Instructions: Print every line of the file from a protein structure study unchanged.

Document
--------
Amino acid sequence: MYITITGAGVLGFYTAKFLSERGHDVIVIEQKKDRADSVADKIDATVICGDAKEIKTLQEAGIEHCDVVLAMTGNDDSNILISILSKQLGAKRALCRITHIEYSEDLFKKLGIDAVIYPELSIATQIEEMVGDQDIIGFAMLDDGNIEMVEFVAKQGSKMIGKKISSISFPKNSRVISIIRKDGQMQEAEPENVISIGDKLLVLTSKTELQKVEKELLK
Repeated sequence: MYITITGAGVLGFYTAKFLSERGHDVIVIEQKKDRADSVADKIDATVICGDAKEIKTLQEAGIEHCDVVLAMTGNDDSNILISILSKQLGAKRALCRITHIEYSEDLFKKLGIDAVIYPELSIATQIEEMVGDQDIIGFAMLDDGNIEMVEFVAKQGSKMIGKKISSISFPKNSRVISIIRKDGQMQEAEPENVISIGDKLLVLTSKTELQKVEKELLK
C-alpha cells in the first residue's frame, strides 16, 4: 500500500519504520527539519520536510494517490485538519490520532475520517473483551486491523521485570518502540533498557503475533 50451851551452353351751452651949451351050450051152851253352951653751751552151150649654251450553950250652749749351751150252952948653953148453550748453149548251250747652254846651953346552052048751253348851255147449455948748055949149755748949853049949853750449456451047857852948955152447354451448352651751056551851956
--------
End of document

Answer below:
Amino acid sequence: MYITITGAGVLGFYTAKFLSERGHDVIVIEQKKDRADSVADKIDATVICGDAKEIKTLQEAGIEHCDVVLAMTGNDDSNILISILSKQLGAKRALCRITHIEYSEDLFKKLGIDAVIYPELSIATQIEEMVGDQDIIGFAMLDDGNIEMVEFVAKQGSKMIGKKISSISFPKNSRVISIIRKDGQMQEAEPENVISIGDKLLVLTSKTELQKVEKELLK
Repeated sequence: MYITITGAGVLGFYTAKFLSERGHDVIVIEQKKDRADSVADKIDATVICGDAKEIKTLQEAGIEHCDVVLAMTGNDDSNILISILSKQLGAKRALCRITHIEYSEDLFKKLGIDAVIYPELSIATQIEEMVGDQDIIGFAMLDDGNIEMVEFVAKQGSKMIGKKISSISFPKNSRVISIIRKDGQMQEAEPENVISIGDKLLVLTSKTELQKVEKELLK
C-alpha cells in the first residue's frame, strides 16, 4: 500500500519504520527539519520536510494517490485538519490520532475520517473483551486491523521485570518502540533498557503475533 50451851551452353351751452651949451351050450051152851253352951653751751552151150649654251450553950250652749749351751150252952948653953148453550748453149548251250747652254846651953346552052048751253348851255147449455948748055949149755748949853049949853750449456451047857852948955152447354451448352651751056551851956